Members of parliament also voiced concern about the Israeli discovery on the "Karine-A" (a ship carrying a cargo of Iranian supplied weapons), about the presence in their country of Al-Qaeda and Taliban personnel, and about the Iraqi foreign minister's visit to Tehran shortly before Operation Iraqi Freedom. A conservative-dominated legislature is unlikely to speak critically about these issues.

A campaign to postpone the Afghan parliamentary and presidential elections has been initiated by the Afghan Transitional Administration and its embassy in Washington, the Karachi daily "Dawn," reported on 1 March. The idea of delaying the elections, which are scheduled for June, is reportedly supported by "influential U.S. lawmakers," according the report. The new proposal is to hold the presidential elections in September and the parliamentary elections sometime in the spring of 2005. Thus far, only 8 percent of the estimated 11 million eligible voters in Afghanistan have been registered, the report added. "Observers have also objected to a U.S. proposal to recruit tribal leaders to hold the elections, because they say that giving weapons and money to these leaders for security arrangements during the elections can jeopardize the Afghan government's plan to disarm private militias," "Dawn" added. AT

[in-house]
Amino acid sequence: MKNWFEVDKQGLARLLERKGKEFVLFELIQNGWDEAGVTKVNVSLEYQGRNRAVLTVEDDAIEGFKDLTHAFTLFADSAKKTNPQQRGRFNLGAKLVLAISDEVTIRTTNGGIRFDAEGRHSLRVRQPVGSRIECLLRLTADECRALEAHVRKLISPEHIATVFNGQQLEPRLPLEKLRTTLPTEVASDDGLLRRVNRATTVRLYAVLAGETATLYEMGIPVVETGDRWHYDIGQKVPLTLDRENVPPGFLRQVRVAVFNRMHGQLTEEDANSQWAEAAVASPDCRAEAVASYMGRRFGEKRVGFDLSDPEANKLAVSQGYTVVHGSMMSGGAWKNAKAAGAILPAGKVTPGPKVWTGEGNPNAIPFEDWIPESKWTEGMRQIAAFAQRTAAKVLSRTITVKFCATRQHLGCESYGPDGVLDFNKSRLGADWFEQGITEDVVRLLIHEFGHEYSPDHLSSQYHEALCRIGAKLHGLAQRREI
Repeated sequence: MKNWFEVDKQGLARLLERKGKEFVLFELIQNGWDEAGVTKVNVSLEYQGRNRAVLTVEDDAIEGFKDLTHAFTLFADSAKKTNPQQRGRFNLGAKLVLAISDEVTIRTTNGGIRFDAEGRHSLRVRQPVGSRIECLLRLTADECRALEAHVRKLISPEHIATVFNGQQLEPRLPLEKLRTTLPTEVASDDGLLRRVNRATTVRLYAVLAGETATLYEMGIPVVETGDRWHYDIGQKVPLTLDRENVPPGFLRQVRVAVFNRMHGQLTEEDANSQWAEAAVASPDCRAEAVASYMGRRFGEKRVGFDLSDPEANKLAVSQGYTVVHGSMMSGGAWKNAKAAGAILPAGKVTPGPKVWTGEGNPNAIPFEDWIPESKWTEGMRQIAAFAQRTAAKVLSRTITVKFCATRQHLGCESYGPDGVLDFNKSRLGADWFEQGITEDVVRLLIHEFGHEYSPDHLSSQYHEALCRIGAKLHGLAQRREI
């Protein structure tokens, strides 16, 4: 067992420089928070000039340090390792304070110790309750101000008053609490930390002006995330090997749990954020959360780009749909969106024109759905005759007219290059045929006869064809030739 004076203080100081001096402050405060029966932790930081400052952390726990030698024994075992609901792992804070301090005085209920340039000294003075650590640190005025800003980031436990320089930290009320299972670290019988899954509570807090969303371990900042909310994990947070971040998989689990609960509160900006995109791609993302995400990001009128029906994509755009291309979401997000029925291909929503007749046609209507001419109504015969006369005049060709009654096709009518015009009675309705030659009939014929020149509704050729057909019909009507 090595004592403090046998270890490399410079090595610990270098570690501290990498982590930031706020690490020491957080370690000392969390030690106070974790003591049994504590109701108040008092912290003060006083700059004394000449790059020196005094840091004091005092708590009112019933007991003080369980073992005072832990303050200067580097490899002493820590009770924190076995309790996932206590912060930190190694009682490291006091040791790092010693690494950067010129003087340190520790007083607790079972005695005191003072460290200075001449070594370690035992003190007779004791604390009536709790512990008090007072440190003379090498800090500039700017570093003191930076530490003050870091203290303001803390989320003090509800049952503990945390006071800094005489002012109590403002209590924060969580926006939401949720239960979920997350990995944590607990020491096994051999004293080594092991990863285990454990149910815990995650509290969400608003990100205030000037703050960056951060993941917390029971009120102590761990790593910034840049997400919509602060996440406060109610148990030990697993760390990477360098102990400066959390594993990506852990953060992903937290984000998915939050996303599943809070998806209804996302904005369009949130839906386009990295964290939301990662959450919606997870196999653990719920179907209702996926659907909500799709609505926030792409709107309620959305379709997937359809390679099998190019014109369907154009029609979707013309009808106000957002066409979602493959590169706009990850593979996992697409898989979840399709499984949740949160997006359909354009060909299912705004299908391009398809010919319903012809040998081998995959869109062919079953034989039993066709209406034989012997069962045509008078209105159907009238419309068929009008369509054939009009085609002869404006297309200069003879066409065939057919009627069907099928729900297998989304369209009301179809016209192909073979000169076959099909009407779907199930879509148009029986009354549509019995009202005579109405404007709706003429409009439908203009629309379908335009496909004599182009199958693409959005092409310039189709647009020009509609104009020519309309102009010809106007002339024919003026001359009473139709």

The commander of coalition forces in Afghanistan, U.S. Lieutenant General David Barno, said on 1 March that there are no security problems ahead of the Afghan elections, the official Afghan Bakhtar News Agency reported. Barno said the main challenges are technical in nature, adding that coalition forces are in contact with the UN and that, with the establishment of new voter-registration centers, the elections can take place. It is not clear from the report whether Barno indicated the elections would take place as scheduled in June or later. U.S. Ambassador to Afghanistan Zalmay Khalilzad on 18 February criticized the UN for lagging in its preparations for voter registration (see "RFE/RL Afghanistan Report," 26 February 2004). AT